Radiation is directed through a part and onto film or other imaging media. The resulting radiograph shows the dimensional features of the part. Both in X-rays and gamma radiation as radiation passes more through the material the darker the film becomes on the image produced and, on the contrary, the more the ray is absorbed by the material the lighter is the image in those spots. Therefore, possible imperfections are indicated as density changes on the film in the same manner as a medical X-ray shows broken bones.

Radiographic testing is commonly used for weld verification in various industrial applications. In manufacturing, welds are commonly used to join two or more metal parts. The effects of welding on the material surrounding the weld can be detrimental —depending on the materials used and the heat input of the welding process used, the HAZ can be of varying size and strength. For example, the base metal must reach a certain temperature during the welding process, must cool at a specific rate, and must be welded with compatible materials or the joint may not be strong enough to hold the parts together, or cracks may form in the weld causing it to fail. Defects usually encountered include incomplete penetration, incomplete fusion, undercutting, porosity, and longitudinal cracking. These defects could cause a structure to break or a pipeline to rupture. Welds may be tested using NDT techniques such as industrial radiography or industrial CT scanning using X-rays or gamma rays, ultrasonic testing, liquid penetrant testing, magnetic particle inspection or via eddy current.

Advantages and Disadvantages


  • It has a very few material limitations.
  • Detection of internal defects for thick materials (e.g. pipelines).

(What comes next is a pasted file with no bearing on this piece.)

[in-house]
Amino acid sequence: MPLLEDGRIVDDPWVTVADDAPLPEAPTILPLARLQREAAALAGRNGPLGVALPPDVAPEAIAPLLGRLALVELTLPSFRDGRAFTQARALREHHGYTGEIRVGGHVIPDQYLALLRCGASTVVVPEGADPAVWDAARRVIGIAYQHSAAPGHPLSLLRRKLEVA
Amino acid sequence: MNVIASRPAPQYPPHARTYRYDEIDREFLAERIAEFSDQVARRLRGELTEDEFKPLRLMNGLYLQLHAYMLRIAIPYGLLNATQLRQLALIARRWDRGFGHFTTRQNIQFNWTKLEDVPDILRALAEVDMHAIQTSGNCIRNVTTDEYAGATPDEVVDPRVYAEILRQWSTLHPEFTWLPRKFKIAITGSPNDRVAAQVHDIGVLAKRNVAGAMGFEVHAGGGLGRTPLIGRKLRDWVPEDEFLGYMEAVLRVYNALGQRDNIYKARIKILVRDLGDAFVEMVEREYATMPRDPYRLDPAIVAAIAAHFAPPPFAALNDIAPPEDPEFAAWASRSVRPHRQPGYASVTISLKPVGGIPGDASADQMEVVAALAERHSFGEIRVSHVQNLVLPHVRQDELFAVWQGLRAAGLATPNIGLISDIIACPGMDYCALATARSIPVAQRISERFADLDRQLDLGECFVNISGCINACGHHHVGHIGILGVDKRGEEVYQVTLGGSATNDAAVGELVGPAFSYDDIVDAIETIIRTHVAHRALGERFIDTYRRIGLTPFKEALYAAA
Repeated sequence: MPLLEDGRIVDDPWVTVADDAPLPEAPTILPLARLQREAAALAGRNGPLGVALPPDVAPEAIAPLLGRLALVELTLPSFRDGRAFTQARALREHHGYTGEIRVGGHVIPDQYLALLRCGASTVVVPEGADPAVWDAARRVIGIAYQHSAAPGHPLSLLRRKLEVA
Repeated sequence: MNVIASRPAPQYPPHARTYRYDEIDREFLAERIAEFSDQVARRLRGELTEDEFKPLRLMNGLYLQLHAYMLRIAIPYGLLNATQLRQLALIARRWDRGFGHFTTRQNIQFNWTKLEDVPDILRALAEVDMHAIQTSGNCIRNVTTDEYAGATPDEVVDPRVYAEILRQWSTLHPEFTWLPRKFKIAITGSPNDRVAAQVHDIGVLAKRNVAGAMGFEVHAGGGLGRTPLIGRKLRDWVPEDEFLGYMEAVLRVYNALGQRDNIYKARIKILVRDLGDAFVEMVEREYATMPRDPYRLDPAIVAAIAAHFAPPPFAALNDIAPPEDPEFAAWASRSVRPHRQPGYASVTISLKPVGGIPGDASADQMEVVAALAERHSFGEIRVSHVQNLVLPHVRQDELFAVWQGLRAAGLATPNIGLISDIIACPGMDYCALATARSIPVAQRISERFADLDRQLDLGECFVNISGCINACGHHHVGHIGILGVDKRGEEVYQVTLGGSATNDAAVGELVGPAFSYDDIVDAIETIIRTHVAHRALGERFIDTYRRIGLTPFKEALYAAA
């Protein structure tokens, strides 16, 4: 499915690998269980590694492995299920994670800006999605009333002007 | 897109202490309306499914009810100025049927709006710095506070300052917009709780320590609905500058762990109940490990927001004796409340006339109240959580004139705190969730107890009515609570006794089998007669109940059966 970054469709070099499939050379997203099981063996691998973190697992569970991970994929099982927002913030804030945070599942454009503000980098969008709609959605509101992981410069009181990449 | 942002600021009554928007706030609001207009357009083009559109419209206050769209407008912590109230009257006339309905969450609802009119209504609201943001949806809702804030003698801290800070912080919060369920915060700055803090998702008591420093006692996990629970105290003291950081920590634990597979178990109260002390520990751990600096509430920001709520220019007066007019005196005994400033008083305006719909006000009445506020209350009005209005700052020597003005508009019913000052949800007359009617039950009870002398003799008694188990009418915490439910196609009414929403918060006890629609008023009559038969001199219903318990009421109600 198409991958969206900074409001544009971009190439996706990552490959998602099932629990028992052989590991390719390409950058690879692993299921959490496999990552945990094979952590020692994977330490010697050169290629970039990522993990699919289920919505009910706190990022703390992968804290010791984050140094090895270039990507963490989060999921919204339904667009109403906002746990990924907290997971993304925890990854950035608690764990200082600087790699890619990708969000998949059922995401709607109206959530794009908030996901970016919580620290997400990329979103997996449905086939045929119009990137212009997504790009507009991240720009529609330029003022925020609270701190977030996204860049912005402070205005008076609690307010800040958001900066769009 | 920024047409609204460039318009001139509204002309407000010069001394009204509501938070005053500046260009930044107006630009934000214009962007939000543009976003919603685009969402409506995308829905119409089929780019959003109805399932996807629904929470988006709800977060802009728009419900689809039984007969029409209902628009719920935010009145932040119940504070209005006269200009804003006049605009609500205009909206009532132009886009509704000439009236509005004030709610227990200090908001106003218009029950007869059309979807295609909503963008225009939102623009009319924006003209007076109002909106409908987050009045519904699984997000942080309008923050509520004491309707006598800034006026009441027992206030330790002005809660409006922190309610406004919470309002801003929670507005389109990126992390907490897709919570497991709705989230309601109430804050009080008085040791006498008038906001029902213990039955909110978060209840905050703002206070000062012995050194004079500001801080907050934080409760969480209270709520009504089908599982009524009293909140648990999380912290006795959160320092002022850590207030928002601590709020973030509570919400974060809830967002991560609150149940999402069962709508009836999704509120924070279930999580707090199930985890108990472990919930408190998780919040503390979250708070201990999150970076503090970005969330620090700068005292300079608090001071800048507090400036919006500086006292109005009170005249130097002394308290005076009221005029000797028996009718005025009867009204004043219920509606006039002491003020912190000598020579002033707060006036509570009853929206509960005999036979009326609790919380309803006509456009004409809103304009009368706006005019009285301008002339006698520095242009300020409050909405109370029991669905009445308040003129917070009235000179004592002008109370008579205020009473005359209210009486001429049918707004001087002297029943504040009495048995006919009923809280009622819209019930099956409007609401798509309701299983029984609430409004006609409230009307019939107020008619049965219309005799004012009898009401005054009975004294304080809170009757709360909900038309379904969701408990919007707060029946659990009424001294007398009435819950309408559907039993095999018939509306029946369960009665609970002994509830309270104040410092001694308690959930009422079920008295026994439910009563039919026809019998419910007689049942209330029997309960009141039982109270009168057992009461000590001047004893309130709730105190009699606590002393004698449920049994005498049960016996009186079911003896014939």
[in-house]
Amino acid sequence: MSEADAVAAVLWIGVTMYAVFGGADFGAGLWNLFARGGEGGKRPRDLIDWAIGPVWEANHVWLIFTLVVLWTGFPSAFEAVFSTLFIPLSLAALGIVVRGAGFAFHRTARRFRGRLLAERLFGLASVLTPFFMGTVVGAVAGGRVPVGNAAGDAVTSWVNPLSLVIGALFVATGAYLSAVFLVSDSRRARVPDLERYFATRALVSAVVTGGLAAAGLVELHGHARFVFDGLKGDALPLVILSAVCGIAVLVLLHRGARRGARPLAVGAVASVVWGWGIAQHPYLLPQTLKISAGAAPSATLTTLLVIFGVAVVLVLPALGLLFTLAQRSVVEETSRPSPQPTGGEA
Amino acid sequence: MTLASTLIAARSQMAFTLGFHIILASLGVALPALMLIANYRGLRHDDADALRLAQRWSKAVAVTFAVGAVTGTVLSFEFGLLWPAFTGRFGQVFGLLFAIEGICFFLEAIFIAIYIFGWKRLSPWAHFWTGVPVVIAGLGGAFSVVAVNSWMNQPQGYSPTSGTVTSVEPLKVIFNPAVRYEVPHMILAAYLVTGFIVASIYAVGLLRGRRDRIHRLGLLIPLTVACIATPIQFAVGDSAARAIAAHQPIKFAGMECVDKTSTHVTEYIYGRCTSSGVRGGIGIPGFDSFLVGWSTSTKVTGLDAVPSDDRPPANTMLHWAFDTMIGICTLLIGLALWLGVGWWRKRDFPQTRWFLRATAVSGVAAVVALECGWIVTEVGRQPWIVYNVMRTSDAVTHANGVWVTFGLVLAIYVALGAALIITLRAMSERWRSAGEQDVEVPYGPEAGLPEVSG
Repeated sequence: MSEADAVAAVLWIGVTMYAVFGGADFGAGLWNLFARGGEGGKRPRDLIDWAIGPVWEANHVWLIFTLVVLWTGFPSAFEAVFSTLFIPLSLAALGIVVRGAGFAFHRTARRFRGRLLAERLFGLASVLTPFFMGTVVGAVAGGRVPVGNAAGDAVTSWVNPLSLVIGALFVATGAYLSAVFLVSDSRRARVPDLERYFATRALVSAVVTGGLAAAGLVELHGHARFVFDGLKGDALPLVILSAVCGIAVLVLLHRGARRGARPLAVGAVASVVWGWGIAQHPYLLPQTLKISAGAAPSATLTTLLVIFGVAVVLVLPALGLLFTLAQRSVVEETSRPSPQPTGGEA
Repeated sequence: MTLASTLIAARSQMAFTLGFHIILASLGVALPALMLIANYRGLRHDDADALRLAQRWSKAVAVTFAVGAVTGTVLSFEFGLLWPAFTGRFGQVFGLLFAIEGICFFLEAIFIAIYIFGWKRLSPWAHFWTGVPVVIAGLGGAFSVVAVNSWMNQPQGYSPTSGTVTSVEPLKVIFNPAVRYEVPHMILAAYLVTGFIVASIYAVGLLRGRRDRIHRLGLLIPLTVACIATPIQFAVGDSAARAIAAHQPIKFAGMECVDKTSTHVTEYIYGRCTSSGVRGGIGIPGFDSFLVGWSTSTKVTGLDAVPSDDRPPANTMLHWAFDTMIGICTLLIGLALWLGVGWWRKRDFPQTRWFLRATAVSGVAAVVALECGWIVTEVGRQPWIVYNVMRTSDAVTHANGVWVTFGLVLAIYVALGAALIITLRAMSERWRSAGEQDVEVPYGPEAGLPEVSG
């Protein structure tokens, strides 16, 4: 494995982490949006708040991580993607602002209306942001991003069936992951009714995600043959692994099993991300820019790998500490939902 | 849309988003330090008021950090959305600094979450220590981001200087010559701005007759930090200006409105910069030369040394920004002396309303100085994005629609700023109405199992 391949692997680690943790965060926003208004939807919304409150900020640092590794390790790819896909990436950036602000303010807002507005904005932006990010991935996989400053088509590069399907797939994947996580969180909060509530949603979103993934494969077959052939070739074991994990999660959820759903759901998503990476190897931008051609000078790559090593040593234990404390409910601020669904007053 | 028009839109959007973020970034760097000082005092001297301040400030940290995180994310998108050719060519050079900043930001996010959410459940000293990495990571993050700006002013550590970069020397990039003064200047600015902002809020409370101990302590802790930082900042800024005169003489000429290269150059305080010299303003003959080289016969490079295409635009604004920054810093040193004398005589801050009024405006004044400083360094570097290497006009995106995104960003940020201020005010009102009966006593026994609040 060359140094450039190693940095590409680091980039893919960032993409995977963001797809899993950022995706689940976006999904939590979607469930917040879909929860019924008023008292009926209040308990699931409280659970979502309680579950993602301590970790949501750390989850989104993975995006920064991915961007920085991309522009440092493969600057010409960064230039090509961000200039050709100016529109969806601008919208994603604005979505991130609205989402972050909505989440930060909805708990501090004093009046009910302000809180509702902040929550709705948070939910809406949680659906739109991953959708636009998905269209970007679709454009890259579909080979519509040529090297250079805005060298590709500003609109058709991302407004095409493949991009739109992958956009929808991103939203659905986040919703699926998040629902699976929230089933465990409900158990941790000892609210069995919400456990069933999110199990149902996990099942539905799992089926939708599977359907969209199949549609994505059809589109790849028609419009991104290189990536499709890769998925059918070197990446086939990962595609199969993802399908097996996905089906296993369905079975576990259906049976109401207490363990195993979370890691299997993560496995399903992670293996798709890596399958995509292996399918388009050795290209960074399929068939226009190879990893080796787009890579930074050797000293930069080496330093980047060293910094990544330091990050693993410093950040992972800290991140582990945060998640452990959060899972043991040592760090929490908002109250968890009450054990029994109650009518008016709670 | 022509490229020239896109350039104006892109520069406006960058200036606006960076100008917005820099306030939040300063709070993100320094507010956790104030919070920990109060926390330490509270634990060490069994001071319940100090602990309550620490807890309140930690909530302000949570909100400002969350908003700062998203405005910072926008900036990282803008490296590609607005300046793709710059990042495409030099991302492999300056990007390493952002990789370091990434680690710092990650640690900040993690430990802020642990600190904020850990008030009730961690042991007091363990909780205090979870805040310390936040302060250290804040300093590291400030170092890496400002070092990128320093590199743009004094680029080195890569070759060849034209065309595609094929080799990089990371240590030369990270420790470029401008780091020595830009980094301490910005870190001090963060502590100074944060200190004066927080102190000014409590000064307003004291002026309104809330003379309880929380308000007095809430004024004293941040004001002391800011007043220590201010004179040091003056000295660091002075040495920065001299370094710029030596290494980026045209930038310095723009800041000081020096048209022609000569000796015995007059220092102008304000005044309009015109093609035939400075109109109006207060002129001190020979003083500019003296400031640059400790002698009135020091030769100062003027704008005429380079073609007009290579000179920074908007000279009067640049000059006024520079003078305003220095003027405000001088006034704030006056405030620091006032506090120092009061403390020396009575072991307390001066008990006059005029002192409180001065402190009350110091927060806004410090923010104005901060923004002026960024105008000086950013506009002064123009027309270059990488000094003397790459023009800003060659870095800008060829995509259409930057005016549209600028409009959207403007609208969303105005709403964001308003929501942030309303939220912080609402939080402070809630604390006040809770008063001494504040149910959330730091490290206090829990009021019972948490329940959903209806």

• Minimal or no part preparation is required.
  • One of the major advantages of RT is its documentation capability. RT provides images of the object under inspection.
  • The probability of misinterpretation of results is minimized since each image can be reviewed by multiple operators.


  • The impact of radiation to health and environment can be considered as one of major disadvantages of radiographic testing since a few seconds of being exposed to radiation can result in sever injuries.
  • High degree of skill and experience is required for exposure and interpretation.
  • The high voltage needed to create X-rays is dangerous for human health also.
  • It is quite expensive method.
  • Ineffective for planar defects and for surface defects.

Materials Science:

  1. U.S. Department of Energy, Material Science. DOE Fundamentals Handbook, Volume 1 and 2. January 1993.
  2. U.S. Department of Energy, Material Science. DOE Fundamentals Handbook, Volume 2 and 2. January 1993.
  3. William D. Callister, David G. Rethwisch. Materials Science and Engineering: An Introduction 9th Edition, Wiley; 9 edition (December 4, 2013), ISBN-13: 978-1118324578.
  4. Eberhart, Mark (2003). Why Things Break: Understanding the World by the Way It Comes Apart. Harmony. ISBN 978-1-4000-4760-4.
  5. Gaskell, David R. (1995). Introduction to the Thermodynamics of Materials (4th ed.). Taylor and Francis Publishing. ISBN 978-1-56032-992-3.
  6. González-Viñas, W. & Mancini, H.L. (2004). An Introduction to Materials Science. Princeton University Press. ISBN 978-0-691-07097-1.
  7. Ashby, Michael; Hugh Shercliff; David Cebon (2007). Materials: engineering, science, processing and design (1st ed.). Butterworth-Heinemann. ISBN 978-0-7506-8391-3.
  8. J. R. Lamarsh, A. J. Baratta, Introduction to Nuclear Engineering, 3d ed., Prentice-Hall, 2001, ISBN: 0-201-82498-1.

See above:
Materials Science